Author Archives: pat davis

The WTA Tour: Bank of the West

The women do Stanford in this Tier II event, but the field is strong with some compelling match-ups

Okay, so Anna Chakvetadze won Cincinnati last week, and according to betting form she therefore won’t win the Bank of the West this week. Inevitably she will have a falling off in attitude; the psyche’s natural desire for relaxation after a taxing week of getting to a WTA final.

Anna became the top seed here in Stanford after the pull-outs of Serena Williams (still the thumb problem post Wimbledon) and Ana Ivanovic, who is ranked a few places higher then “Chaky,” as she is nicknamed.

So one of the mini dramas already under way here at the Bank of the West Classic is whether or not Chaky can win two in a row. We wouldn’t recommend you bet against her though. She’s been to five finals so far in her young career, and she’s won all five of them. No need for stops in the Nerve Dept. to get herself refitted for combat, she gotta da nerve already.

Speaking of Ivanovic in fact, we wonder if this Anna, spelled with two “n’s” mind you, would have endured the same sort of nerves the Serbian beauty did in the final of Roland Garros. Ana Ivanovic suffered from major nerves, big time, and it lost her the final nearly from the get-go against Justine Henin. A painful thing no doubt, but often the young need to go through that. Or so we tell ourselves.

Chaky seems to have latched onto the keys to successful tennis from the start. She plays a good game under pressure and isn’t that the key for all the young players coming up? Their games at this level are pretty much all comparable. It comes down to the nerves, and how well they hold it together. If her nerve holds, there is no reason why she could not at least get to the final. But whether Chakvetadze wins a potential final or not depends in good part on how well the opposition plays, and in this event her Number 2 rival is surprise Wimbledon finalist Marion Bartoli.

The other mini-drama under way this week is whether Bartoli can transfer her fantastic early season run into the hard court season. I don’t see why not. And I’m not really sure why I feel that way. Bartoli still seems like an unknown ingredient. That’s what makes her fun to watch, she is strange, we haven’t seen this before. I had to make myself watch her at first, she was that jolting to the eye. Her style, and then her weight. But she moves well on the court. And she did pretty well earlier on clay, and then her success on grass. So why not hard courts?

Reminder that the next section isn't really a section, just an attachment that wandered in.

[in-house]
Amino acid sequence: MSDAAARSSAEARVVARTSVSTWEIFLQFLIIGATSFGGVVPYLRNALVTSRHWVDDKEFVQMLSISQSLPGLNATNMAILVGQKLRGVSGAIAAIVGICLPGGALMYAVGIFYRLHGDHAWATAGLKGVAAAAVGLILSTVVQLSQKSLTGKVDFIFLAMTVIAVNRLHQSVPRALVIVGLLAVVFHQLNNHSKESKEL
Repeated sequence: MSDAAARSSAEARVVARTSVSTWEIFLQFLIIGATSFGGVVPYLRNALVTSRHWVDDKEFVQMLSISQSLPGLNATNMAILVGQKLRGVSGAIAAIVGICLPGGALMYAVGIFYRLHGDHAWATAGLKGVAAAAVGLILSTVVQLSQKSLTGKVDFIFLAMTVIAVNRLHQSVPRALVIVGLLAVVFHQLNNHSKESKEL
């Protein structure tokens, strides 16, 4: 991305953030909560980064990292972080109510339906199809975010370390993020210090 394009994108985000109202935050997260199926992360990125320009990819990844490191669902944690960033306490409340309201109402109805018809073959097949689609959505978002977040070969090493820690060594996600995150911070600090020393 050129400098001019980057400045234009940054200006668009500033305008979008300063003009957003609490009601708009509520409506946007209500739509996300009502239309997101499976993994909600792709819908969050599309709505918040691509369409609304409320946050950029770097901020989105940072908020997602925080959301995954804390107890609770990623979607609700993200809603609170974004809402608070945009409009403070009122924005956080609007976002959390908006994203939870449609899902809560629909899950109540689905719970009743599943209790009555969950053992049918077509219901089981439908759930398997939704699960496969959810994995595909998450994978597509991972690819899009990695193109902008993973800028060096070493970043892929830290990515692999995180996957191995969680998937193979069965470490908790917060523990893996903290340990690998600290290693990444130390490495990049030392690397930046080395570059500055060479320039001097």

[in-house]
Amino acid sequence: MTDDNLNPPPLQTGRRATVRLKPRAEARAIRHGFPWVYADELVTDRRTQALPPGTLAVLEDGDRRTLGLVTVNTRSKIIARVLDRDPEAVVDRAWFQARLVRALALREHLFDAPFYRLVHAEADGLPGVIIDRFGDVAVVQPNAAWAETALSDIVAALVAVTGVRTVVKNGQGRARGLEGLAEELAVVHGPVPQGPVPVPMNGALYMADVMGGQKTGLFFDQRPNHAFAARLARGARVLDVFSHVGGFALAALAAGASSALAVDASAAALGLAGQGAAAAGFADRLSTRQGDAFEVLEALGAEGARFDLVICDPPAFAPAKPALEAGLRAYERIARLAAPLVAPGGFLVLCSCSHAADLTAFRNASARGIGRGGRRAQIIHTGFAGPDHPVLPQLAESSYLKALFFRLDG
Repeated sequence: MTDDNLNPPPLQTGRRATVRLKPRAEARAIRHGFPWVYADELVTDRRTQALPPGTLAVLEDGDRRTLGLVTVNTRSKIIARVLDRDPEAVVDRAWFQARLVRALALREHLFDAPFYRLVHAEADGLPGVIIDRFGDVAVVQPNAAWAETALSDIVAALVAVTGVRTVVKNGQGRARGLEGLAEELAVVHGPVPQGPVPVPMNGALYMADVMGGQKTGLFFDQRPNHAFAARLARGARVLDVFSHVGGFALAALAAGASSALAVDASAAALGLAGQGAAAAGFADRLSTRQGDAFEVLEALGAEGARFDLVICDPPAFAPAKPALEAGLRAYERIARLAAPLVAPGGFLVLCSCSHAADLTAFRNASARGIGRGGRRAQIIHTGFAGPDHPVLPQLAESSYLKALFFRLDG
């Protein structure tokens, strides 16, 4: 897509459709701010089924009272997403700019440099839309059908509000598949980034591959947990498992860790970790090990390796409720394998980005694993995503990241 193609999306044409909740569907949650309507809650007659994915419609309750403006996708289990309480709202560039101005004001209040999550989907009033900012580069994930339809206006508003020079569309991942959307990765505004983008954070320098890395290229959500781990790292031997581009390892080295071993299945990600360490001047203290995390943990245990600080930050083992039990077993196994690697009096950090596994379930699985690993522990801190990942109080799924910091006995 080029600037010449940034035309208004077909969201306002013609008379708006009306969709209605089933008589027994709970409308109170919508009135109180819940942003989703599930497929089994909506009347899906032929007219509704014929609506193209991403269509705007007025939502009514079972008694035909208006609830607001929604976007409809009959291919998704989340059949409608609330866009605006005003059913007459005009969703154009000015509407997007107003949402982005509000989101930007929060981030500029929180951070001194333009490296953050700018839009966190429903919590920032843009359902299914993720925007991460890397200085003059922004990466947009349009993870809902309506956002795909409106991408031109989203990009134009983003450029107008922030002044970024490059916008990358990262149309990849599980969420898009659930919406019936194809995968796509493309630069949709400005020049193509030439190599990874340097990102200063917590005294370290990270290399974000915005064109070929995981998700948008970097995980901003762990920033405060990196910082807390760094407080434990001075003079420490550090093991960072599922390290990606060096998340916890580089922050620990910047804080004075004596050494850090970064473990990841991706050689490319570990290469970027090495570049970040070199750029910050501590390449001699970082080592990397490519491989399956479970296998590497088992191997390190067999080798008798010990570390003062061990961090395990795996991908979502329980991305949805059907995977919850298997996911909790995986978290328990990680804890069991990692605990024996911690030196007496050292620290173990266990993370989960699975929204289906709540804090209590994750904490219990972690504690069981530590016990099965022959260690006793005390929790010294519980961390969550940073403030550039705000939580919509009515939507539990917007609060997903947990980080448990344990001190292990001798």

I was not a Bartoli fan at the start. When I first saw her this spring, I could not believe my eyes. How could this overweight girl play tennis? Especially given her strokes. Those strokes. My God. Two hands off both sides. And that serving motion that looks like the loop in my bent silver earring.

What is with the French? On the one hand they produce atrocious styles such as Bartoli’s and Fabrice Santoro‘s. God knows we all love you Fabrice, but I would never teach your style to my child. If I had a child. On the other hand they give us players with a beautiful, classic style based around the strength of their one-handed backhands, like Richard Gasquet and Nicholas Mahut. Only in France, we suppose.

I would think losing to Santoro would be one of the more exquisitely horrible experiences in one’s tennis life. Akin to undergoing death by Chinese water torture. He’ll just dink you to death on the court. I’d probably succumb to my own frustration first. Vince Spadea is the souped up American version of Fabrice. And if he doesn’t get you on court, then he’ll rap you to death. Choose your poison.

But to return to Bartoli. I have become a fan, mostly because of the way she played her final against Williams at Wimbledon. Williams at Wimbledon, that has a peculiarly dynastic ring, doesn’t it? Bartoli was a heavy underdog, but she showed some fire and heat as the match went along, even though by then we all knew the outcome. But can she seriously hope to keep winning with her style of game and her weight issues. I would suppose that getting to the final of something like Wimbledon changes your life, like, a little at least. You may start doing things differently to accommodate just in the course of things. Maybe the weight will take care of itself. Her game may be set though.